In addition to the personal qualities outlined above, there are professional qualifications that must be taken into account. The most important consideration is that the extension workers must be more able than those they set out to advise. If extension workers are to demonstrate fishing techniques, they must be able to out-fish the local fishermen; if they are to demonstrate processing techniques, they must be able to show that the products they make will keep better than the traditional ones, or fetch a better price or both. Extension workers must be well-educated in the first place so that they can keep abreast of developments within their own country and they must be well-trained. This training must include practical instruction and practice in the methods they are likely to be demonstrating. The level to which the workers must be trained depends on the level of competence of the fishermen themselves. The general principal is that the workers should be at least one stage ahead.

Methods of getting information to the fishermen

In the previous session, three separate methods were outlined for making sure that a fisherman gets the information which he requires to increase his livelihood:

1. Individual training on a one-to-one basis
2. Group discussions and meetings
3. Mass media methods.

Individual methods

The purpose of making individual visits to fishermen includes: giving information to a particular fisherman that suits his own individual situation and problems; arousing interest in problems which the fisherman has yet to recognise; and obtaining information from the fisherman about his own problems and the local situation.

By making these visits, the extension worker gains first-hand knowledge of the actual problems encountered by the fishermen. He develops the goodwill and confidence of the fishermen in himself and his recommendations. Individual teaching on a one-to-one basis is most effective. However, these types of visit require a great deal of time and the number of people who can be reached through this method are few. The visits are, therefore, a costly method of extension. Another disadvantage is that there will be a tendency for the extension worker to visit the same fisherman time and time again after he has built up a relationship with him. This will make problems of contact with the community as a whole and may arouse jealousy and resentment amongst the other fishermen who are not visited as regularly. It is important that a visit to an individual fisherman should be planned beforehand. Some points worth noting are as follows:

Plan the visit by:

(a) Making an appointment if possible.

(b) Deciding the purpose of the visit.

(c) Reviewing the record of previous visits.

(d) Checking any subject matter and information which is needed by the fisherman that may have arisen from previous visits or may be likely to arise during the planned visit.

(e) Scheduling visits to a number of different fishermen to save on time and travel.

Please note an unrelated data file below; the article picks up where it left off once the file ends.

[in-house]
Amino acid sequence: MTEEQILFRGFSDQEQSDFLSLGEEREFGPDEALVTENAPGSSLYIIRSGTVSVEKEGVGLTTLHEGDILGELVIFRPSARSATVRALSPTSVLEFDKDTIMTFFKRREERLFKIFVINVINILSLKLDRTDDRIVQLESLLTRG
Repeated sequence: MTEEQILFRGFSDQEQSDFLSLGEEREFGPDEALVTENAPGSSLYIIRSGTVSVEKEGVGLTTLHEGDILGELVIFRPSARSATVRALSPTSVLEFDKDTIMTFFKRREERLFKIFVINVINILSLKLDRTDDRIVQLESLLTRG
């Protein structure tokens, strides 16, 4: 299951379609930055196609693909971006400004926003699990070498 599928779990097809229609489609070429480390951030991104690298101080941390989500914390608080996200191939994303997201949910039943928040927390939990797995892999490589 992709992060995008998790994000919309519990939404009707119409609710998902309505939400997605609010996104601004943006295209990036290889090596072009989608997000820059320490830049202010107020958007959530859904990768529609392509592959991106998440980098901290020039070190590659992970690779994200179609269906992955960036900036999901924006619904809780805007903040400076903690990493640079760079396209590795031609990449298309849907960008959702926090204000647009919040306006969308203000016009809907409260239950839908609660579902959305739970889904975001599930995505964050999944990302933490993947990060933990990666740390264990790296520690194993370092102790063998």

Whilst making the visit:

(a) Be punctual.

(b) Be friendly and greet the man with whom you are going to talk openly with good manners.

(c) Find something to praise amongst the fisherman's activities. This will give him confidence in you.

(d) Get the fisherman to talk about the problems which he has at present.

(e) Get the fisherman to ask you for a solution to the problem that he has outlined.

(f) Give alternative solutions and information so that the fisherman could follow any one of the different alternatives.

(g) Demonstrate any skills that the fisherman may need to learn to put into practice any of the new methods demonstrated.

(h) Encourage the fisherman to come to a decision as to which of the alternative solutions may be the best for him.

(i) If the fisherman is able to read, give him essential information about the methods in writing.

(j) Keep any information about the fisherman confidential, especially his personal circumstances.

(k) Make notes for your own records of what has been achieved.

(1) Encourage the fisherman to participate in any group extension activities.


Fill in a record card or book and send any literature requested to the fisherman. If there is need for specialist help in any particular areas, make arrangements for this to be provided.

Not only does the extension worker need to make visits to individual fishermen but he will also have the fishermen call on him in his office. These will be either personal visits or in the form of letters written to him individually asking for information and advice. It is important that these visits are treated with as much importance as the visits by the extension worker to the fisherman. If the fisherman has a problem and has taken the trouble to come to the extension worker's office, then he must feel that it is an important problem and that the extension worker can help him.

Literate fishermen will write for information and these letters must be answered punctually and with all the information that is required by the fisherman. Letters should be clear and concise and should not be too long. Badly written letters may destroy any confidence that the extension worker has built up within the community. Although extension workers do not reach many people by means of individual letters, they are important in gaining confidence and creating a good impression of the extension service.

Group methods

Individual extension teaching methods as outlined above are costly to undertake in terms of time and effort and only reach a limited number of people. For these reasons, much extension teaching activity consists of group methods. Group activities are organised for a variety of purposes. It may be to give and receive information about a programme; to encourage and advise and train leaders; to create awareness and interest in a new fishing practice; or to focus attention on group problems and possible solutions. Very often, fishing skills can be taught to a group at demonstrations or in a training centre. Group methods can be divided into three broad types: